I've been thinking about a simpler way to explain it. It also explains why you can have double flats and double sharps (leading to 35 possible note names for 12 different pitches). Here goes...

the vast majority of western music involves 12 notes in an octave
the vast majority of western music is based around a scale consisting of 7 of those notes specific to the choice of key (the notes are called the diatonic notes for that key)
a particular note in a piece is functioning either as a diatonic note or as a note a semitone higher or lower than a diatonic note
when expressing a note that is functioning as a raised or lowered note, you use the same letter name as the diatonic note you are raising or lowering. e.g. a raised G is G♯ and a lowered G is G♭.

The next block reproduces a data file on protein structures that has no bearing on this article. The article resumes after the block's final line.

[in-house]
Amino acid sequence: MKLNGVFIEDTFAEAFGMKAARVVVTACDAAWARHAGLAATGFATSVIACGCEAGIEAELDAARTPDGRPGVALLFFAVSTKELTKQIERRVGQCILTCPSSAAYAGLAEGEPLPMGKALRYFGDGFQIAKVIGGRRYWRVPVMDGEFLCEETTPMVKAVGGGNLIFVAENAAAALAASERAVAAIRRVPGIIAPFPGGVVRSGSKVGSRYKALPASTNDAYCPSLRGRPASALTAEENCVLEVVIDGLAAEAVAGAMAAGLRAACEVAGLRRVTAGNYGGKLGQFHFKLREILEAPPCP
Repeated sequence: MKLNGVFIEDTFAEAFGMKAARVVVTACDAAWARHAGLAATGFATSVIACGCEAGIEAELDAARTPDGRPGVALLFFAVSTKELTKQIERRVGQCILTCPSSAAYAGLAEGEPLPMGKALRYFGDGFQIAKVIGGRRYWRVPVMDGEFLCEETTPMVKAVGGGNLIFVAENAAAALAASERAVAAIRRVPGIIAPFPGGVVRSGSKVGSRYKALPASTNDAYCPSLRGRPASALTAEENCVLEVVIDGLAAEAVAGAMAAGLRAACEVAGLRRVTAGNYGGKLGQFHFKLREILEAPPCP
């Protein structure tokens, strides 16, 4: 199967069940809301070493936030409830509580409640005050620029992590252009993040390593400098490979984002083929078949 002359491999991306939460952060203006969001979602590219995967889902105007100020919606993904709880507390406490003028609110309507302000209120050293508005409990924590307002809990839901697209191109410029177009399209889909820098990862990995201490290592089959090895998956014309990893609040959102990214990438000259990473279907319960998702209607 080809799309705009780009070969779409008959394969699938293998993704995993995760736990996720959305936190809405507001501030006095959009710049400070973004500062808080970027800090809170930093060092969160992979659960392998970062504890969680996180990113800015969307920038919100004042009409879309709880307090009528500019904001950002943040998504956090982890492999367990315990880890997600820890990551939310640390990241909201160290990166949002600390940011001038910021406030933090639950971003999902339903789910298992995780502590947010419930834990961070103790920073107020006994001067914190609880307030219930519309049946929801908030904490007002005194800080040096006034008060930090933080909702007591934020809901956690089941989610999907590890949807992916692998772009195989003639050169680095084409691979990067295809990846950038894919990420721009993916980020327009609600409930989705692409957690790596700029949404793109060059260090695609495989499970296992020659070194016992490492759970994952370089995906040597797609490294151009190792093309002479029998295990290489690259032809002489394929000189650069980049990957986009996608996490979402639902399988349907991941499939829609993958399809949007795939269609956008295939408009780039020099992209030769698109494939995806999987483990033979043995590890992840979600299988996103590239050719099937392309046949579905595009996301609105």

if the diatonic note is already written with a sharp, the raised note has a double sharp and the lowered note has a natural symbol
if the diatonic note is already written with a flat, the raised note has a natural and the lowered note has a double flat
but in all cases, the letter part of the note name stays the same
So, imagine you're in the key of Gm. The diatonic notes are: G A B♭ C D E♭ F. What does A♯ mean? It means you've taken the second note of the scale and raised it. What does B♭ mean? It means the third note of the scale.

In 12-tone equal temperament, they may sound the same;you may play them the same on the piano or the guitar. But if the function of the note at a particular point in the piece is as the third note in the Gm scale, you can only write it B♭ and not A♯. A♯ means something completely different.

It's the musical equivalent of "hear" versus "here". Just because they are homophonic doesn't mean they are the same word. Similarly, in western tonal music B♭ doesn't mean the same as A♯.